Plain China

March 2017

She Burns

Taylor Walworth · Columbia College

It’s my job to stand guard while Moira smokes. It’s a job I take very seriously, not just because we’re teenagers smoking on school property, but because we’re teenagers smoking on church property, which I imagine the Sisters will see as the more damning sin of the two if we’re ever caught.

Just Read

Rebecca Lambright · University of Pennsylvania

When the power goes out, empty the refrigerator and put the perishables in a cooler full of ice. Assume that the bills weren’t paid and don’t ask questions. Light candles and do not speak. Time your showers, keep them short, ignore that they’re cold. When there isn’t enough food for everyone some nights, drink water to silence the hunger. Do your homework, go to bed. Take the foreclosure letters from the mail, put them in Dad’s briefcase, pretend you didn’t see them. When Mom is sad, hide the books. When Mom looks tired, hide the books. When Mom gets angry, hide the books, every time. You hide them because you know that she’ll look for them. Because you know that there is no money, but Dad bought them anyway. For you, he says. And once everything is calm again, read.

To The Lesser Knot

Cyndee Devereaux · University of Florida

For months, she wrote only of estuaries, which is how I knew she was leaving.

Red Rock Township, c. 1850

Nathan Kooker · University of Iowa

Before she was drowned in forty feet of silt and squalid water Red Rock was a post for river rats meandered up the muddy Des Moines

Blue Glass

Audrey Spensley · Princeton University

Yesterday your mother mailed you nine of your baby teeth wrapped in plastic, no return address. I named you. Not your father. She kept one molar for her back pocket.

Swimming Lessons

Rose Wunrout · Swarthmore College

I remember, last December, gasping under a vast dark sky, thinking I cannot go on like fish. I remember, in biology, pumping a sheep’s lung full of water until it burst. What do you do when you try to sustain yourself on someone who reminds you of an absence of air?

The Creature of Caido Bay

Corwynn Madrone · Humboldt State University

It began somewhere along the creek, where the bunch of us were playing around, each of us 13 or 14 years old, far too old to be doing this sort of thing. Still, we were having fun, pretending to be pirates and buccaneers as we made our way further along the stream that led away from the bay, through the trees and rocks that led us like a labyrinth, deeper into the imagination’s snare.

Inlet at Kabutojima

Emily Rosello Mercurio · Wheaton College

From the river something is stirring in a Pacific ultrablue, an edgeless ripple or a water bomb where the sea sinks into violet.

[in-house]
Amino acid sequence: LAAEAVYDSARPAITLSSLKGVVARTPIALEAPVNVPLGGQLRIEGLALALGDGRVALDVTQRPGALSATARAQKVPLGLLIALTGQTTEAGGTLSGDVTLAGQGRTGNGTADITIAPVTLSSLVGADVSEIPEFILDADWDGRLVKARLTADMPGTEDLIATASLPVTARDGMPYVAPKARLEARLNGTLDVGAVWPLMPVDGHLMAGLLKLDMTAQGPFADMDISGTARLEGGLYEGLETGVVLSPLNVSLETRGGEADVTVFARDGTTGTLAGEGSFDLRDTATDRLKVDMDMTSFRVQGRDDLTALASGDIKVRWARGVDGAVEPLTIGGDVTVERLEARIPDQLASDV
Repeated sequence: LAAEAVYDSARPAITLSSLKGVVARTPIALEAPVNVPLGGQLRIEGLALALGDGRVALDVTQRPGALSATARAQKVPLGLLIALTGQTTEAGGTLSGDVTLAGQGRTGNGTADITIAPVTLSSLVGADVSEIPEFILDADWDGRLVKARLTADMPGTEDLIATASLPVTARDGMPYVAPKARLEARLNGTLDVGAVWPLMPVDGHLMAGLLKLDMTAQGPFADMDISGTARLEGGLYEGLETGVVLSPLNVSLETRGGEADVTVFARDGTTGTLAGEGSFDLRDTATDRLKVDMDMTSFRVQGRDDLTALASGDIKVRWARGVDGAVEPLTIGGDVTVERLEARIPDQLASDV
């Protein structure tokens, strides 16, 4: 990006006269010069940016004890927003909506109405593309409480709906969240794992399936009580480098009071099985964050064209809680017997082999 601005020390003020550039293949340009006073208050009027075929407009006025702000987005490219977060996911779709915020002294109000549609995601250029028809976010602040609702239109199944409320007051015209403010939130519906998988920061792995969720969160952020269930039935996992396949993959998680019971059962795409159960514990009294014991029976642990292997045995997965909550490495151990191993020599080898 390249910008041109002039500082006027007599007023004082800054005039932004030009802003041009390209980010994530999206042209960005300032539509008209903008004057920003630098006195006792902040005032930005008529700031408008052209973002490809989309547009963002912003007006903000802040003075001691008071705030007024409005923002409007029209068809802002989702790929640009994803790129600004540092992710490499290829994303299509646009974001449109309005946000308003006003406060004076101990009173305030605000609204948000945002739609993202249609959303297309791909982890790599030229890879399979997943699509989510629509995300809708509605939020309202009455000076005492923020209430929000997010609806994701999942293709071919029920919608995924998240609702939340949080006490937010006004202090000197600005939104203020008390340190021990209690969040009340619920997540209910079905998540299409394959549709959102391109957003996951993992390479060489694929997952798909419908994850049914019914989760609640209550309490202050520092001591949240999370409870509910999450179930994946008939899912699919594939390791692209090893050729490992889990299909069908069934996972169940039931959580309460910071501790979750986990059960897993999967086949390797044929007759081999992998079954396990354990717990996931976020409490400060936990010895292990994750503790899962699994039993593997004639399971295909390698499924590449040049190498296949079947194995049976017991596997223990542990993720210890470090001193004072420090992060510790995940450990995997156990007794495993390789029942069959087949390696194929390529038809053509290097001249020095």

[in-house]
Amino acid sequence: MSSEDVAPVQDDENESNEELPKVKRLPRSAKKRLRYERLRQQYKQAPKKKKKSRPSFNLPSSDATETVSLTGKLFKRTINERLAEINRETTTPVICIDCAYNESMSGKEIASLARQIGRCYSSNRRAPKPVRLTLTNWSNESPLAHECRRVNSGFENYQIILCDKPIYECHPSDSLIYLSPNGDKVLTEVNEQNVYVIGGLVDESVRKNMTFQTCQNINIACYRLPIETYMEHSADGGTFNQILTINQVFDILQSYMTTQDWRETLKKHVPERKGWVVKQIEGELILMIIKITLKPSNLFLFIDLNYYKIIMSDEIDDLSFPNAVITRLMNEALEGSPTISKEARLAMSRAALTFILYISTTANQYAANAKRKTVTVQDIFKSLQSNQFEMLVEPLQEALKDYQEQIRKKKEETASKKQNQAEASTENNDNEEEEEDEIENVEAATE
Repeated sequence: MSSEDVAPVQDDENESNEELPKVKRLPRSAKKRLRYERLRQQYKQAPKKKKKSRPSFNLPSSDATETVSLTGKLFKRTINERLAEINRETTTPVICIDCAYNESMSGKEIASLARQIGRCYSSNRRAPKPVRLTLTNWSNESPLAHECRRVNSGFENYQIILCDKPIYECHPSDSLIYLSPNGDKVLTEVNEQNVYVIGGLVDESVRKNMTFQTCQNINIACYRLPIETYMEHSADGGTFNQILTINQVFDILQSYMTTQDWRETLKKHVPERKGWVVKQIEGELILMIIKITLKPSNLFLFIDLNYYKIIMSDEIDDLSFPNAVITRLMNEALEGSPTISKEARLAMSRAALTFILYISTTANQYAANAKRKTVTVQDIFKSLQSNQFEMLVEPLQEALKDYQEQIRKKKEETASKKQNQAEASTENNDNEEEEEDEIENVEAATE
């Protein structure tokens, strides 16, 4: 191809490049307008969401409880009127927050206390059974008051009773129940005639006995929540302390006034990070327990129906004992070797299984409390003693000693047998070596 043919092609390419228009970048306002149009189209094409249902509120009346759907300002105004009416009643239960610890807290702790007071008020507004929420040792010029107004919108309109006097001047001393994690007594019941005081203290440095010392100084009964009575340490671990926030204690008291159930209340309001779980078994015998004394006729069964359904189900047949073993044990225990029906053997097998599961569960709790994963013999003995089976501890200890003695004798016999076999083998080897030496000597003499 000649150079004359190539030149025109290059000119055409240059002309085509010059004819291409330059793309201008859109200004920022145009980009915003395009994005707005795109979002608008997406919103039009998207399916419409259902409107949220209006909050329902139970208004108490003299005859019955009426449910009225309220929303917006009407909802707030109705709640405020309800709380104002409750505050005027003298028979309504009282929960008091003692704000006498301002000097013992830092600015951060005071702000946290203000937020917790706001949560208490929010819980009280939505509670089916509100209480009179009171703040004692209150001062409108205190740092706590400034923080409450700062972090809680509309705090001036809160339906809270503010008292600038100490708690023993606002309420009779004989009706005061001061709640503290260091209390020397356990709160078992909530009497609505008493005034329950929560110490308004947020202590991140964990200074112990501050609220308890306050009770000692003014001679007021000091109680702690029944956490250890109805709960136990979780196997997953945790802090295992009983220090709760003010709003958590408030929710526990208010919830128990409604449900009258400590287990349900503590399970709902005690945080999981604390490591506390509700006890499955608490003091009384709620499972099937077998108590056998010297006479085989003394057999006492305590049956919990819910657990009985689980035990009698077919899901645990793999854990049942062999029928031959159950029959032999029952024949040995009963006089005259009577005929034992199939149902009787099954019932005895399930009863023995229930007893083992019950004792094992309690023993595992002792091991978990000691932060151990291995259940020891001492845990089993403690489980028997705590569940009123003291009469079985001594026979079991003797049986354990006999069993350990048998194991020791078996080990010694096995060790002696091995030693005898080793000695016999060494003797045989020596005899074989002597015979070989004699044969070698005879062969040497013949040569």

She Burns

Taylor Walworth · Columbia College

It’s my job to stand guard while Moira smokes. It’s a job I take very seriously, not just because we’re teenagers smoking on school property, but because we’re teenagers smoking on church property, which I imagine the Sisters will see as the more damning sin of the two if we’re ever caught.

Just Read

Rebecca Lambright · University of Pennsylvania

When the power goes out, empty the refrigerator and put the perishables in a cooler full of ice. Assume that the bills weren’t paid and don’t ask questions. Light candles and do not speak. Time your showers, keep them short, ignore that they’re cold. When there isn’t enough food for everyone some nights, drink water to silence the hunger. Do your homework, go to bed. Take the foreclosure letters from the mail, put them in Dad’s briefcase, pretend you didn’t see them. When Mom is sad, hide the books. When Mom looks tired, hide the books. When Mom gets angry, hide the books, every time. You hide them because you know that she’ll look for them. Because you know that there is no money, but Dad bought them anyway. For you, he says. And once everything is calm again, read.

To The Lesser Knot

Cyndee Devereaux · University of Florida

For months, she wrote only of estuaries, which is how I knew she was leaving.

Red Rock Township, c. 1850

Nathan Kooker · University of Iowa

Before she was drowned in forty feet of silt and squalid water Red Rock was a post for river rats meandered up the muddy Des Moines

Blue Glass

Audrey Spensley · Princeton University

Yesterday your mother mailed you nine of your baby teeth wrapped in plastic, no return address. I named you. Not your father. She kept one molar for her back pocket.

Swimming Lessons

Rose Wunrout · Swarthmore College

I remember, last December, gasping under a vast dark sky, thinking I cannot go on like fish. I remember, in biology, pumping a sheep’s lung full of water until it burst. What do you do when you try to sustain yourself on someone who reminds you of an absence of air?

The Creature of Caido Bay

Corwynn Madrone · Humboldt State University

It began somewhere along the creek, where the bunch of us were playing around, each of us 13 or 14 years old, far too old to be doing this sort of thing. Still, we were having fun, pretending to be pirates and buccaneers as we made our way further along the stream that led away from the bay, through the trees and rocks that led us like a labyrinth, deeper into the imagination’s snare.

Inlet at Kabutojima

Emily Rosello Mercurio · Wheaton College

From the river something is stirring in a Pacific ultrablue, an edgeless ripple or a water bomb where the sea sinks into violet.